Vincent van Mechelen
Machiel Vincent van Mechelen is a native of the Netherlands who also lived and worked in Canada as a landed immigrant. While still being taught Dutch, French, English and German, 'Machiel' –as Vincent was called then– received a science-oriented secondary education. The formative influence of the exact sciences continued at the academic level, but the arts, pure or applied, life and social sciences and ethics later played a significant role as well or started to receive a greater emphasis. Eventually, Vincent graduated from three different universities, in landscape architecture, in philosophy and in English language and literature (in this order, with diverse jobs in two continents, a one-year trip around the world and a period of studying informatics in between).
In the course of about thirty years, Vincent van Mechelen wrote philosophical, (neutral-inclusive) ideological, literary and linguistic books and papers, short stories, a play and poems, among which songs, all labors of love, one of them a Vocabulary of Alliteration. Most of the author's work is in This Language (what many may consider 'American English'), a part in Deze Taal ('Dutch') and some of it in Zhezhong Yuyan ('Putonghua Chinese'). Since the advent of the Internet Vincent's main mediums of publication have been MVVM-site (mvvm.net), a private site, and TRINPsite (trinp.net), a site owned by a nonreligious denominational foundation. A few books have now been self-published in print and as ebooks.
The first ebook which appeared at Smashwords was The Last Heavenly King, part of Triptych of Times, a trilogy consisting of The Last Heavenly King, Waiting Can Wait and Legends of the Future, all three novellas in themselves. As the beginning describes the final days of the 'Taiping Rebellion' (only 84 years before Machiel first saw the light), it should be of interest that the author visited China (including Hong Kong, Macao and Taiwan) several times and still studies Chinese – at an intermediate level, that is.
The Metric Calendar, a Metric Diary is Vincent van Mechelen's second ebook. It is published at the same time as Metric Diary, a printed diary using the Quaternary Metric World Calendar. The ebook contains the Metric Diary (in color) on screen, but unlike the Diary on paper (in greyscale), it explains first the basics of a systematic calendar such as the Metric Calendar. This explanation is a good illustration of a way of thinking which is not bound by the magic of baseless, if not supernaturalist and/or exclusivist, tradition; not bound by arbitrariness or irrelevance, however 'normal' a majority in a particular place at a particular time may deem a belief or practice to be. (Incidentally, and yet not too coincidentally, the Metric Calendar also plays a role in Triptych of Times.)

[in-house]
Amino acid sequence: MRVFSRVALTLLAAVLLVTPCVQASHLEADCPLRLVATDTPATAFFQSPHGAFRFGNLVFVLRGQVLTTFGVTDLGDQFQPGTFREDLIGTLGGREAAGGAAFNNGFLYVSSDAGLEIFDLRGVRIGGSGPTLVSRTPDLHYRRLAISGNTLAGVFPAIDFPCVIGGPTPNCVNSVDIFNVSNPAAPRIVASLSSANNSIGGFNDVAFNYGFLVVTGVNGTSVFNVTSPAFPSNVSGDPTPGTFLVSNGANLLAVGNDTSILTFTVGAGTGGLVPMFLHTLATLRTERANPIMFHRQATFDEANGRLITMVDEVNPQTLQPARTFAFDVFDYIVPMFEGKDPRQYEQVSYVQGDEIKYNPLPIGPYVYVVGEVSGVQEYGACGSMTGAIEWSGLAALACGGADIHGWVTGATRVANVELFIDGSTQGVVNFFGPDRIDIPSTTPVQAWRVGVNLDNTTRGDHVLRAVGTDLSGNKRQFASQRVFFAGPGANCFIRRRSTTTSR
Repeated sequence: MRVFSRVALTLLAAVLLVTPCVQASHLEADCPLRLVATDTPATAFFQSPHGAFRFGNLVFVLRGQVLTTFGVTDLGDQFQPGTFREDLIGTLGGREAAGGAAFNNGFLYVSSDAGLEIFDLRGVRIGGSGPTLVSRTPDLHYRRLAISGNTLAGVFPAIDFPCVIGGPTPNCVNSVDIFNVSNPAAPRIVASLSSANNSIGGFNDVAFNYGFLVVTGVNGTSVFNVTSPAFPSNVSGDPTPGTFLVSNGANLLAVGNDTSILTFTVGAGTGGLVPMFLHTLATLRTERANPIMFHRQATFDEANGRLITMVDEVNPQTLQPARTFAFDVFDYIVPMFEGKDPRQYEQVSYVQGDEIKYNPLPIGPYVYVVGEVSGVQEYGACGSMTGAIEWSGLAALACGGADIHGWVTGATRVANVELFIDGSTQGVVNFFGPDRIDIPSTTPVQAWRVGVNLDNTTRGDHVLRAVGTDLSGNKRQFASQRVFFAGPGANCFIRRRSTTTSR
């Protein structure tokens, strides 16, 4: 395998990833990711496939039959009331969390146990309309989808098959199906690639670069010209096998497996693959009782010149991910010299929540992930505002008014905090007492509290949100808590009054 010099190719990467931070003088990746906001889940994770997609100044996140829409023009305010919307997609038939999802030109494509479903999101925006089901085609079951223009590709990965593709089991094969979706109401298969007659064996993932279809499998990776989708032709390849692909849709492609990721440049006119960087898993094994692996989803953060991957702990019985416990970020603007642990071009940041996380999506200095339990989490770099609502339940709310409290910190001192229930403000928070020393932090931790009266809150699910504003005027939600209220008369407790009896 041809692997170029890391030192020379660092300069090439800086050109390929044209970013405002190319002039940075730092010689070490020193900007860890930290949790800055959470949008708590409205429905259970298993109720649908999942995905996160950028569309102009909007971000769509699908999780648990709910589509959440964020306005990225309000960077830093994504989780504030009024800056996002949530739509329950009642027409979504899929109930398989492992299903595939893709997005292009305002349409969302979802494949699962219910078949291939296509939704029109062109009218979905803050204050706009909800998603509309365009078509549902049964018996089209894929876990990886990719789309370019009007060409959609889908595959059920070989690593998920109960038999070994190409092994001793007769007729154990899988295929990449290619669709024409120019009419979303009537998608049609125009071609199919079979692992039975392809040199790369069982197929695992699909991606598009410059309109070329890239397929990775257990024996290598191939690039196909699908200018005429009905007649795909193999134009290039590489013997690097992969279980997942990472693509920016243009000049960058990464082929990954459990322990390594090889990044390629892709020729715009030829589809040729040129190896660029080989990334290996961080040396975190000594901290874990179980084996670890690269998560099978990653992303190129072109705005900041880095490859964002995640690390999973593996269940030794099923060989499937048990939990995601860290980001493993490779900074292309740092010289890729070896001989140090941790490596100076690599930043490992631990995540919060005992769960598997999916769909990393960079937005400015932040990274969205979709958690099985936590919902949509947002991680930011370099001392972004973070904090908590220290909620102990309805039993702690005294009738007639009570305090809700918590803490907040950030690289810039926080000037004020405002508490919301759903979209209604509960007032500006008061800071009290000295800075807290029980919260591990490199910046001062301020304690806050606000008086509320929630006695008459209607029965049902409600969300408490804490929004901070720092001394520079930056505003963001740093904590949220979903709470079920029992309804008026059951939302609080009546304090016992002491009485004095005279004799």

On MVVM-site at http://mvvm.net you will find additional public data about Vincent van Mechelen and other works by the same author under the same civil name. For more about Triptych of Times with the Last Heavenly King see tot.mvvm.net. For more about the Metric Calendar and a Metric diary see metric.mvvm.net. These subdomains provide direct links to the most recent information.
Address correspondence to email@example.com. (If discontinued consult MVVM-site.)
Where to find Vincent van Mechelen online
Where to buy in print
The Metric Calendar, a Metric Diary
by Vincent van Mechelen
The Gregorian Calendar is a freak of culture: chaotic, unnatural and split, with separate year and week cycles. After discussing the basics of a systematic calendar the Quaternary Metric Calendar is presented instead, with dates and names. (Sorry, metric is not decimal!) This one-cycle calendar is perpetual in itself. In 53 images it is shown what a Metric diary, good for any year, may look like.
The Last Heavenly King
by Vincent van Mechelen
Published: August 10, 2011.
In this first part of Triptych of Times Hong Kuiyuan tells his personal story of the collapse, in 1864, of the Christian theocracy established by his uncle, the first Heavenly King, during 'the Taiping Rebellion' in China. His relatives, including the new King, are killed by the imperial Qing, but the sixteen-year-old Kuiyuan manages to survive. Later in life he will write this historical novella.
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